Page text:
The Family Nurse Practitioner Role
The overview of advance nursing roles indicates that nurses in these roles often collaborate in the course of performing their unique and similar tasks. Specialization permits the roles to complement each other in addressing all aspects of patient care in the best ways possible. However, specialization goes beyond the four roles discussed above. In particular, nurse practitioners can choose to specialize in direct care for families, children and adolescents, adults, older adults, women, and neonates (Manheim, 2012). They can also specialize in setting such as acute care, occupational health, schools, and primary care. As such, there is a guarantee that advanced nursing care is appropriate to the patient.
This student chose the role of family nurse practitioner (FNP). This role entails providing care to individuals across the lifespan. As such, clinical competencies relate to caring for newborns to older adults within the context of the family as a social unit that provides care to its members. The core competencies of an FNP in general relate to scientific foundation, leadership, quality, practice inquiry, literacy in information and technology, policy, health care delivery, and ethics (NONPF, 2013). Family nurse practitioners need to develop these competencies and in addition, there are specific competencies for independent practice. These include obtaining a health history not only of the individual patient but of family life as well, and performing examinations on persons of varying ages.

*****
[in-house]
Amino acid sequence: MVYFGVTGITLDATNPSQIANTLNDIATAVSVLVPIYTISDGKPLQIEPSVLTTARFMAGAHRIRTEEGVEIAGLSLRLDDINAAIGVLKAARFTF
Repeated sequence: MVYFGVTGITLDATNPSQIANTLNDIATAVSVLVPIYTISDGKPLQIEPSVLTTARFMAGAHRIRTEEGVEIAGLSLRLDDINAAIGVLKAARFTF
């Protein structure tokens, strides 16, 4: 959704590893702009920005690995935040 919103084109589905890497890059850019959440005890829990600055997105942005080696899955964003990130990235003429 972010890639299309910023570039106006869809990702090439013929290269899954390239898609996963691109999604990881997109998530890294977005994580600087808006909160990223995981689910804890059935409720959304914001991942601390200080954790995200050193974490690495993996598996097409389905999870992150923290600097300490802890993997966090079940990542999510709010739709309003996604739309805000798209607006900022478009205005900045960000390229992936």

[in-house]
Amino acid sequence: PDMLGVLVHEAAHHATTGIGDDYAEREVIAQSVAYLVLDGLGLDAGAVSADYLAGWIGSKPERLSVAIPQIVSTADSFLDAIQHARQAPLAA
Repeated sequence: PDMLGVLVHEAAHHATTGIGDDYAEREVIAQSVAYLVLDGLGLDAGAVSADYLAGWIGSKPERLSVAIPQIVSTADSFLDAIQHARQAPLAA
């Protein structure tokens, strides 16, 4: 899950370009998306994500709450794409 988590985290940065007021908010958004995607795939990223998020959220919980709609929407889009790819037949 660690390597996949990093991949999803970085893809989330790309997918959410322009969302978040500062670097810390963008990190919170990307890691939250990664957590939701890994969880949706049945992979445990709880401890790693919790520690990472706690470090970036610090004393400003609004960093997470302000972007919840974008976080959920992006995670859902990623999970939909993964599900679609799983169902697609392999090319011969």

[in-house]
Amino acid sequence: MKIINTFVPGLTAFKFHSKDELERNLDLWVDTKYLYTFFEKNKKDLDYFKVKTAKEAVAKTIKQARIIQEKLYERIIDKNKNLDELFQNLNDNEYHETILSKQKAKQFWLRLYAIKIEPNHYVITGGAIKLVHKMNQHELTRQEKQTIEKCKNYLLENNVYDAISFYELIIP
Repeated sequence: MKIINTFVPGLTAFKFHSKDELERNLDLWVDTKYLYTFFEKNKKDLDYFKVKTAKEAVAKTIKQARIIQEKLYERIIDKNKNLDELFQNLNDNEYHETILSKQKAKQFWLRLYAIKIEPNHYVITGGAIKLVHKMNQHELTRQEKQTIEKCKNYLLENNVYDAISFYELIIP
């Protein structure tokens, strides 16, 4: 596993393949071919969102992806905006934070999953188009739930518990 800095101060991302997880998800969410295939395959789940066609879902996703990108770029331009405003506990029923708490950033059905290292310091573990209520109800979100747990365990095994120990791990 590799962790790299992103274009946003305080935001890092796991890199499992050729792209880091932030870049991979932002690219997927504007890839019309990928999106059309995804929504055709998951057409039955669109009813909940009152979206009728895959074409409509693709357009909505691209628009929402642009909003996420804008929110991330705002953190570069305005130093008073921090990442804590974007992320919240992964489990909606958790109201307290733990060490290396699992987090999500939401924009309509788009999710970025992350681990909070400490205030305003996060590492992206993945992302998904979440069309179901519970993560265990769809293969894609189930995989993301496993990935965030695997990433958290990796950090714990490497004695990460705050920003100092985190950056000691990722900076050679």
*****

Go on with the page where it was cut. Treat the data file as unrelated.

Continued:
The FNP must be capable of conducting physical examinations, behavioral and developmental screenings, and evaluations of mental health. Further, FNPs engage individuals and families in the management of risk factors throughout the life cycle through appropriate interventions (NONPF, 2013). In addition, acute and chronic conditions may have a negative effect on family units that also warrant intervention. FNPs must be prepared to address the complexity of care needs of persons and their families brought on by aging, co-morbid conditions, terminal illness, psychosocial functioning, and economic issues (NONPF, 2013). Among others, these needs are self-management, palliative care, decision-making support, and mental health that may require referral. FNPs employ theories on family and developmental stages to ensure individualized treatment and management.
Family nurse practitioners must be knowledgeable of normal and abnormal assessment findings throughout the lifespan. Following the appropriate use of diagnostic tools and a synthesis of all available patient information, FNPs make decisions about diagnosis, and treatment. Again, FNPs are expected to be capable of treating or managing non-complicated physiologic and mental health conditions, acute or chronic, across the lifespan. For example, medications, therapies, and devices must consider the age and developmental stage of patients.
Requirements for Certification
The American Nurses Credentialing Center (ANCC) lists the eligibility criteria for family nurse practitioner certification. First, an individual must hold an active registered nurse (RN) license in a U.S. state or territory. Second, the RN must have graduated from a postgraduate master’s or doctoral degree from an FNP program with accreditation from the Accreditation Commission for Education in Nursing (ACEN) or the Commission on Collegiate Nursing Education (CCNE) (ANCC, 2014). The program must have included at least 500 clinical hours with faculty supervision. Third, the nurse must have finished comprehensive and advanced post-graduate courses in physiology or pathophysiology applicable to different developmental stages, health assessment of all body systems, and pharmacology (ANCC, 2014). Fourth, courses must have included content in health promotion, differential diagnosis, and disease management.